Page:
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October 13, 2009 / schulerbooks

… is Another Man’s Treasure: An Outcast of the Islands

Big gap between posts here, so hang on… things are gonna get rusty.

Didn’t think it’d take this long. I observed Joseph Conrad’s An Outcast of the Islands like I would have picked up a mouse, with its tail pinched between my fingers. It weighs in at a modest 224 pages, and is his second novel (‘unabridged’ boasts its Vietnam-era publisher: “He made a long stride and dropped both his hands on the Malay’s shoulders.” We don’t need that sentence do we guys? No, absolutely not, sir. It’s implied. It is implied, isn’t it? What did Eliot see in this guy? Who’s Eliot? A sprinter, I think. Anyway, with the changes we’ve made, we’ll save 0.004 cents of ink per copy in addition to the quarter of a page we’re cutting off the end to recycle. Okay… do it. What’s next? Nabokov, sir. Something called Ada. He Russian? Yes, s- Forget it. What’s next?). But I’ve been a bit busy, what with school work, other reading and projects, and interning (I’ve fashioned a key for my shackles out of my boss’s barrette!).

Haha,  you’re ensconced now. But what better way to shirk your Tuesday morning responsibilites than with a healthy dose of Joseph Conrad adoration?

Yes, Joseph Conrad, who is to the literary world what the Appalachians are to the Rockies. Shrouded, subtle, and not just home to creatures of all sorts of ominous ambition, but a lurking creature all on its own. Never have I looked at a closed book with more determination than I have with any of Conrad’s stories. There’s a reason that most people describe his work as rewarding more than anything else. His language is tough, his insight deep, and his emotion distant. You may fall into self loathing for subjecting yourself to wandering his dense jungles of inner turmoil, having to grab the proverbial machete to hack your way through his meandering, sometimes convoluted, and (awesomely) oblique plotlines.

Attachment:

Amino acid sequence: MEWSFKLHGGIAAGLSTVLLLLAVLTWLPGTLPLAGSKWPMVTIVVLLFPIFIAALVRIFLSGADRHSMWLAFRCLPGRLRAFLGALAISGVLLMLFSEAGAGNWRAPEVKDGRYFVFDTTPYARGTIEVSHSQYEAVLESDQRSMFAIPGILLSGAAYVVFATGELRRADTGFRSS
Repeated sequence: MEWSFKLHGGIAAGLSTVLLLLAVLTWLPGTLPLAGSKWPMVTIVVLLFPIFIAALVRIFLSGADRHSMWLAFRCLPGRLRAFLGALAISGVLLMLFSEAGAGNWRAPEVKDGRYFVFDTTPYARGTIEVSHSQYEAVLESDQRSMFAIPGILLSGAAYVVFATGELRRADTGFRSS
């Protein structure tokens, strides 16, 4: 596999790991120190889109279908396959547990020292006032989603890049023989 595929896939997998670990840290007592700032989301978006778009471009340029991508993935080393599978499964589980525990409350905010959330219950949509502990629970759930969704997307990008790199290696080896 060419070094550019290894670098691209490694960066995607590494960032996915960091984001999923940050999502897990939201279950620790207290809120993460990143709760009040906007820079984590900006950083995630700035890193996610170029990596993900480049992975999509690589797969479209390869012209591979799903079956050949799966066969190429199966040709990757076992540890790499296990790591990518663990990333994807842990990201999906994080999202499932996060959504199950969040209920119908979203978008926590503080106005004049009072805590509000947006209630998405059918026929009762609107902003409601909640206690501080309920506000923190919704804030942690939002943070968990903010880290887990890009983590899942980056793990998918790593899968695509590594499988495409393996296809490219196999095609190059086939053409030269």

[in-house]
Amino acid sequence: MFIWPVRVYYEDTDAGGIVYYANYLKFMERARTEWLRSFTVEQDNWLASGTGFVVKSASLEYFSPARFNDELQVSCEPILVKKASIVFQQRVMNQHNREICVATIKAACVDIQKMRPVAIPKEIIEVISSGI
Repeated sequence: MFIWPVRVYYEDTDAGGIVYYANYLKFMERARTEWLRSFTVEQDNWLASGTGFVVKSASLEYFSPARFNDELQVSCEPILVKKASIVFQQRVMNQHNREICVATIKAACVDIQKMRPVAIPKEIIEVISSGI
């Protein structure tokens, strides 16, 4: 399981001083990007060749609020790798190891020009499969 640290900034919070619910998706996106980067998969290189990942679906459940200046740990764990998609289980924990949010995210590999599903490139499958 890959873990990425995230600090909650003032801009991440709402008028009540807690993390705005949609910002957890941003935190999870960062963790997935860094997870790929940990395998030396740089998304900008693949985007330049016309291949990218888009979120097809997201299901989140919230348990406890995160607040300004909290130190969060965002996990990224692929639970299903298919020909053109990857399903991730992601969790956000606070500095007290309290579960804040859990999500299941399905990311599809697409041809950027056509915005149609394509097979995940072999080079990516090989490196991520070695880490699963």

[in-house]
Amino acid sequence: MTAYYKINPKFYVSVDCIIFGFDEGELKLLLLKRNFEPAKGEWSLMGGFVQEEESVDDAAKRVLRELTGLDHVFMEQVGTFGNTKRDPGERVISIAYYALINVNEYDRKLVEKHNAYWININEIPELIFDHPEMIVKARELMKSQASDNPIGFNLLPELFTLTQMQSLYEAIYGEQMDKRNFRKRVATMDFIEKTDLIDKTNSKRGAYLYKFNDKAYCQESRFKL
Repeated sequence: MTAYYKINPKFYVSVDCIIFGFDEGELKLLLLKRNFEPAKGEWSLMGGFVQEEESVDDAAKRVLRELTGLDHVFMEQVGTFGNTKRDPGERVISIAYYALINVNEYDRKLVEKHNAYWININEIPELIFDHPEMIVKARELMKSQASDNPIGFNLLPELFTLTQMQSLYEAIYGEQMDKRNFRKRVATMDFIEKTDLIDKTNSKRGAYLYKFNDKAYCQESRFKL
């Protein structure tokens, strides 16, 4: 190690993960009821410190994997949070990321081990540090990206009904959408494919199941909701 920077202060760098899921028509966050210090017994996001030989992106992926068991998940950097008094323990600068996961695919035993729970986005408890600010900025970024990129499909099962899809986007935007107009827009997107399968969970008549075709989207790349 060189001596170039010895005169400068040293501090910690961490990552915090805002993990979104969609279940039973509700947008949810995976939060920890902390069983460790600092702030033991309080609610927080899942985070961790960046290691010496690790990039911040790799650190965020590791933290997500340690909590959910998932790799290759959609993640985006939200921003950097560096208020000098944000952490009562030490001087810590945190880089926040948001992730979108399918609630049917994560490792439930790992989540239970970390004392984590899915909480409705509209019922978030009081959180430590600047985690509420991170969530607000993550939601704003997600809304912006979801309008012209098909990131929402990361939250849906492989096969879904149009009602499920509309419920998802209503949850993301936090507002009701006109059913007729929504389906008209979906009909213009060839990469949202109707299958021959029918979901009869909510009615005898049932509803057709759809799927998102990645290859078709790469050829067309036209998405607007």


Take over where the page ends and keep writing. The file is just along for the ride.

It’s worth noting that An Outcast of the Islands serves almost like a companion piece to Almayer’s Folly, Conrad’s debut novel which I have yet to finish. Outcast is almost more about Almayer than it is about the novel’s eponymous protagonist, Willems, a tendency noticeable in many of Conrad’s works.

Kaspar Almayer is a white trader living upriver in Borneo who deals with the exacerbated dilemmas of business caused by its being conducted on the outskirts of the civilized world, where corruption is as thick and inscrutable as the fog, and ever more maddening for it. Willems is a troublesome trader who’s mutually employed with Almayer under Captain Lingard. Once a dependable go-to guy for Lingard, he’s made enemies through financial problems and has become a liability, rendered virtually useless in the region. He’s shacked up with Almayer, then hides away in a native village, where one of literature’s archetypal femme fatales, Aissa, starts to cast some spells. Almayer, threatened by his presence, starts to plot his demise…

To people familiar with Conrad, I would definitely recommend An Outcast of the Islands. The seedlings of his recognizable works Lord Jim and Heart of Darkness are sown in Outcast, which at the heart studies the adaptability and limits of men’s souls during a period of rampant and unscrupulous imperialism. Also of merit is the exasperation and helplessness of Conrad’s women in the face of men’s deeds and their social standing of the time, a theme often ignored in favor of all of the racial implications his work holds.

For Conrad novices, I’d suggest something a bit more accessible, or -er, let’s go with shorter and well known. His short works can always be found bundled together. Heart of Darkness can easily be found with works like Amy Foster, The Secret Sharer, The Lagoon, Karain: A Memory, or An Outpost of Progress (Make sure to find The Tale!!!). He is certainly one of a kind, full of modern ideas presented in an archaic and beautifully crafted language, a language you know he loved to play with. Such works should serve as a good introduction to Conrad, who must often be re-read to be fully appreciated.

I better be off before my headache starts doing the typing. And no, I’m not suffering some kind of delusion, Mr. Belli. I’m just saying, it could get pretty vulgar.

 

-Patrick, Schuler Books

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